WAHO Press Release on World AIDS Day 2023


WAHO Press Release on World AIDS Day 2023


On the occasion of the 35th World AIDS Day, the West African Health Organization (WAHO) would like to reiterate its support and solidarity with all people living with HIV, and to pay tribute to those affected by AIDS-related illnesses throughout the world, and in the ECOWAS region in particular. The celebration of this day affirms the commitment of the various ECOWAS Member States to eliminate the HIV pandemic by the year 2030, in line with the Sustainable Development Goals. It is an opportunity to reflect on the HIV problem, its risk factors, transmission, consequences, challenges, successes and current response initiatives.


HIV remains a major health problem in the ECOWAS region.  While the region accounts for the 5.6% of the total world population, it accounts for 8.2% of the persons living with HIV (PLHIV) and 12.8% of the total global AIDS deaths.  There were an estimated 3.2 million PLHIVs in the region by the end of 2022.  Women and children are disproportionately affected.  While women and girls represent 49.7% of the total population in the ECOWAS region, they account for 64.0% (2.1 million of the 3.2 million) of all PLHIV in the region.  About 26% of the total AIDS-related deaths in children younger than 15 years in the world occur in the ECOWAS region.  PLHIVs, particularly key populations, face stigma and discrimination, which hinder access to quality care.


Between 2010 and 2022, new HIV infections and AIDS-related deaths in the ECOWAS region fell by 53% and 50% respectively, but still not enough to reach the 95%-95%-95% targets.  Cote d’Ivoire and Togo achieved the largest reductions over this period.  At the end of 2022, the ECOWAS region achieved 89%-86%-77%, meaning 89% of PHLIVs knew their status, 86% received treatment, and 77% achieved viral suppression.  Several countries are introducing pre-exposure prophylaxis and HIV self-testing programmes.  Togo is within reach of achieving the 95-95-95 targets.


This year's theme, "Let Communities Lead", recognises the importance of community-led actions in ending the AIDS pandemic.  PHLIVs live in communities.  These communities should be at the frontline of the HIV response.  They need to be empowered through person-centred public health services, with adequate knowledge and skills to enable them to monitor implementation of services and demand accountability from service providers.  The involvement and effective participation of communities in all strategies, the mobilization of the necessary resources, and the elimination of stigma and discrimination constitute an urgent imperative.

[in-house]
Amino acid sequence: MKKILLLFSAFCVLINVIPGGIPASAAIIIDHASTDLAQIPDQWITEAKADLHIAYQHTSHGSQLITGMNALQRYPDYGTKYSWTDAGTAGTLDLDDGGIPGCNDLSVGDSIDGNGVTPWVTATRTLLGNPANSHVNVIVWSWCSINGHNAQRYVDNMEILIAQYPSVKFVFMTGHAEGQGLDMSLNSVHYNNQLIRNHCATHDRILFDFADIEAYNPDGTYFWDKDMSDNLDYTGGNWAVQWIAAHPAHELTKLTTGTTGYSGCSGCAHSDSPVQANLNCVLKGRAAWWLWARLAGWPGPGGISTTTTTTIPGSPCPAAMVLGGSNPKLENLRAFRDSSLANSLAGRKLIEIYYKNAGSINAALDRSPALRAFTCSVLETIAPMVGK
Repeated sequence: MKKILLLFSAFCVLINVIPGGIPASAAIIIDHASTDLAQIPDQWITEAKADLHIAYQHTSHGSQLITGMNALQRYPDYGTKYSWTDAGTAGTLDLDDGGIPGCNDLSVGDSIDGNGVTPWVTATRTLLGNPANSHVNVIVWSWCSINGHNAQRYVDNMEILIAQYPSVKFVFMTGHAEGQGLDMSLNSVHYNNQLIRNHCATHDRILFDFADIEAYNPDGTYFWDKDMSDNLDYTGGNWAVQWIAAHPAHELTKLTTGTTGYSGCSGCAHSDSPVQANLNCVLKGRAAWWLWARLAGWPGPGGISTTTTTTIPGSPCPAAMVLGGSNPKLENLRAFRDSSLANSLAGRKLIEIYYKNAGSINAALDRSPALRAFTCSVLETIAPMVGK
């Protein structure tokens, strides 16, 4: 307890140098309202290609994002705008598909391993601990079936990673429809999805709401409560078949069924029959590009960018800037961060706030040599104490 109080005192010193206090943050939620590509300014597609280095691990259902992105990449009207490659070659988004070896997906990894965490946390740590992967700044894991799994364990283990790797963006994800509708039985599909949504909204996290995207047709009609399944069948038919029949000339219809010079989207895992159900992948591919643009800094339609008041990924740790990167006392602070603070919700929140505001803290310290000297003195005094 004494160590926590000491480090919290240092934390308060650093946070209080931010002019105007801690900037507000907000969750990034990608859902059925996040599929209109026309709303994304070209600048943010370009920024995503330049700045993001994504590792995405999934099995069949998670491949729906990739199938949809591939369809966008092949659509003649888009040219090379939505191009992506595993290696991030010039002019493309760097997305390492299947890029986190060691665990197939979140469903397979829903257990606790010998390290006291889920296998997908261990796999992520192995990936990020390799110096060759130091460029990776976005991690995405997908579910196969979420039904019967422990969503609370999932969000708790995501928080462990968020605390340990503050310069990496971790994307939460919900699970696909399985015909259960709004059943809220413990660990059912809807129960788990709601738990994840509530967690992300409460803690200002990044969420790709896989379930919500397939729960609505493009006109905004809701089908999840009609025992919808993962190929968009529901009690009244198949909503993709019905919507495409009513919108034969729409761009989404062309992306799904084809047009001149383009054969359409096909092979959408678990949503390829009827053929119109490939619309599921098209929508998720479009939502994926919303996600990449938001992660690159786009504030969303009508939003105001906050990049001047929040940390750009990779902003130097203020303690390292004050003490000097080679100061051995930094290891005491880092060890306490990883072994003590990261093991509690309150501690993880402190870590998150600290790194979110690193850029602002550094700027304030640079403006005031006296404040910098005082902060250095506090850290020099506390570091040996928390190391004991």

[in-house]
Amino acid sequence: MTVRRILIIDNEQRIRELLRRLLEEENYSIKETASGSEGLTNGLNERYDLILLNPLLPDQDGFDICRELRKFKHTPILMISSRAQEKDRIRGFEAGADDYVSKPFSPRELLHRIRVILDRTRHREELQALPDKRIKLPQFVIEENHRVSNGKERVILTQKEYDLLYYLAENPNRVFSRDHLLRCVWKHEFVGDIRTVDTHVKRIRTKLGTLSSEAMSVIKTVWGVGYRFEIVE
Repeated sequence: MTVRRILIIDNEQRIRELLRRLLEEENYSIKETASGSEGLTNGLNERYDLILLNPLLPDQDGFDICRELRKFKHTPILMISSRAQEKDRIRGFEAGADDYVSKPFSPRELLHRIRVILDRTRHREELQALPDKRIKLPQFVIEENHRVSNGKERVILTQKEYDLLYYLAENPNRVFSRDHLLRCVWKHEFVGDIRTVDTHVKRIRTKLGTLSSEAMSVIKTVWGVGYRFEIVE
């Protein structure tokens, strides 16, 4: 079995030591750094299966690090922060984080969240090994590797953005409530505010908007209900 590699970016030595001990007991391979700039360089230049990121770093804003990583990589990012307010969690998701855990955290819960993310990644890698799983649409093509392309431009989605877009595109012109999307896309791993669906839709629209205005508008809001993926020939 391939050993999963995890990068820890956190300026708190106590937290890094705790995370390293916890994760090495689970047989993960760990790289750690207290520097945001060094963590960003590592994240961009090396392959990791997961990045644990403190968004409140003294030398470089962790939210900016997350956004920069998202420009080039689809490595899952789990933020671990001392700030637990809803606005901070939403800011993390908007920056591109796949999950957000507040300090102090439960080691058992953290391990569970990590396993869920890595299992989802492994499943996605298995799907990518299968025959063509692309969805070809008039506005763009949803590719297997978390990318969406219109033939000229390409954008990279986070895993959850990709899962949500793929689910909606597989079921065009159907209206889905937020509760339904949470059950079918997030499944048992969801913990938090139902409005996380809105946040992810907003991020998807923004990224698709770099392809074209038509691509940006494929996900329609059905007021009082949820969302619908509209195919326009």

Financial investment in HIV response is crucial, particularly after the recent COVID 19 pandemic-induced disruptions.  According to the UNAIDS, the countries and regions that have the most financial investments, such as in eastern and southern Africa, have made the most progress.  Other elements for progress are strengthened the legal and policy frameworks that ensure the human rights of PHLIVs, strengthened laboratory services, improved access to antiretroviral therapy and lifesaving technologies, preventing disruptions in testing and clinical management as well as data-driven decision making.  Community-led response champions the respect for the human rights of KPs through the removal of the social, economic and legal barriers to access to health services.


We have to sustain the momentum of current global HIV support from the global community.  Under the ECOWAS integrated Regional Strategy for HIV, Tuberculosis, Hepatitis B & C and Sexual and Reproductive Health and Rights among Key Populations (KP) endorsed by health ministers in August 2020, Member States committed to protect the rights of vulnerable people.  Let us work together to build strong and resilient public institutions that promote the human rights of vulnerable and KPs.  The youth are vital members of the community who should be provided with adequate unbiased information on sexual health.


WAHO joins the international community to call for increased funding, improved governance, strong community-health systems.  We would like to thank Member States, all our technical and financial partners, NGOs, the civil society, community and religious leaders for their commitment and support to the HIV response.


Let the communities lead!

Together, we shall prevail in the fight against HIV.





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